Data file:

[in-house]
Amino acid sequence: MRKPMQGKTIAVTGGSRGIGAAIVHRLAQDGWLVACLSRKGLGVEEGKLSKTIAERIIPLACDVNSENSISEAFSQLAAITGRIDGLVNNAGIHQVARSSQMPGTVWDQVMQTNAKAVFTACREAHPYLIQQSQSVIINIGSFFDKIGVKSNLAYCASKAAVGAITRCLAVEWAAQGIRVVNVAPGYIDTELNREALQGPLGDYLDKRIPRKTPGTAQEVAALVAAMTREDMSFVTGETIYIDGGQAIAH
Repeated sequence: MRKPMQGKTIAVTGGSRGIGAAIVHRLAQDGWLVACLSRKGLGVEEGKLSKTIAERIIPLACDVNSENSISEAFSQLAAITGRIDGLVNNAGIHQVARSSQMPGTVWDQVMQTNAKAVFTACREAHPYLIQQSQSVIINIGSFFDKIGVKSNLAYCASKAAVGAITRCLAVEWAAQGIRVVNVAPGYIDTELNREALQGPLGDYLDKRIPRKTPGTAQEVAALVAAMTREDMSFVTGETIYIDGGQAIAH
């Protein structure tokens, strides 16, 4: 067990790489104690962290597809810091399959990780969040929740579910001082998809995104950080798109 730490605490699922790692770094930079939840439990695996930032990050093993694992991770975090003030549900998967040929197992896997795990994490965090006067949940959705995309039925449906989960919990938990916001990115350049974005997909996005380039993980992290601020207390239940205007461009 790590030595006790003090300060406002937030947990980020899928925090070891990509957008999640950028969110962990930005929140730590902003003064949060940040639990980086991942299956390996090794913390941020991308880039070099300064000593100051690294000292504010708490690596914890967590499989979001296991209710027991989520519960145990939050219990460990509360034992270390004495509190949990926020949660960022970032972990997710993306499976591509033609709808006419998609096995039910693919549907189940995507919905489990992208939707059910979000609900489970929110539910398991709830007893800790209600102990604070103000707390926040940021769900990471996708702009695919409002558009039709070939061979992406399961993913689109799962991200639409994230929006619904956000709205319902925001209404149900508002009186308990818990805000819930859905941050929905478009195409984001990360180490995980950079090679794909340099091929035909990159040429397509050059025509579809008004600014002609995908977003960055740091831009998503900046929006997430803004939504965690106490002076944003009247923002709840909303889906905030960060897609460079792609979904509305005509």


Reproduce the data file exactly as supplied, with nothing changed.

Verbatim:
[in-house]
Amino acid sequence: MRKPMQGKTIAVTGGSRGIGAAIVHRLAQDGWLVACLSRKGLGVEEGKLSKTIAERIIPLACDVNSENSISEAFSQLAAITGRIDGLVNNAGIHQVARSSQMPGTVWDQVMQTNAKAVFTACREAHPYLIQQSQSVIINIGSFFDKIGVKSNLAYCASKAAVGAITRCLAVEWAAQGIRVVNVAPGYIDTELNREALQGPLGDYLDKRIPRKTPGTAQEVAALVAAMTREDMSFVTGETIYIDGGQAIAH
Repeated sequence: MRKPMQGKTIAVTGGSRGIGAAIVHRLAQDGWLVACLSRKGLGVEEGKLSKTIAERIIPLACDVNSENSISEAFSQLAAITGRIDGLVNNAGIHQVARSSQMPGTVWDQVMQTNAKAVFTACREAHPYLIQQSQSVIINIGSFFDKIGVKSNLAYCASKAAVGAITRCLAVEWAAQGIRVVNVAPGYIDTELNREALQGPLGDYLDKRIPRKTPGTAQEVAALVAAMTREDMSFVTGETIYIDGGQAIAH
């Protein structure tokens, strides 16, 4: 067990790489104690962290597809810091399959990780969040929740579910001082998809995104950080798109 730490605490699922790692770094930079939840439990695996930032990050093993694992991770975090003030549900998967040929197992896997795990994490965090006067949940959705995309039925449906989960919990938990916001990115350049974005997909996005380039993980992290601020207390239940205007461009 790590030595006790003090300060406002937030947990980020899928925090070891990509957008999640950028969110962990930005929140730590902003003064949060940040639990980086991942299956390996090794913390941020991308880039070099300064000593100051690294000292504010708490690596914890967590499989979001296991209710027991989520519960145990939050219990460990509360034992270390004495509190949990926020949660960022970032972990997710993306499976591509033609709808006419998609096995039910693919549907189940995507919905489990992208939707059910979000609900489970929110539910398991709830007893800790209600102990604070103000707390926040940021769900990471996708702009695919409002558009039709070939061979992406399961993913689109799962991200639409994230929006619904956000709205319902925001209404149900508002009186308990818990805000819930859905941050929905478009195409984001990360180490995980950079090679794909340099091929035909990159040429397509050059025509579809008004600014002609995908977003960055740091831009998503900046929006997430803004939504965690106490002076944003009247923002709840909303889906905030960060897609460079792609979904509305005509």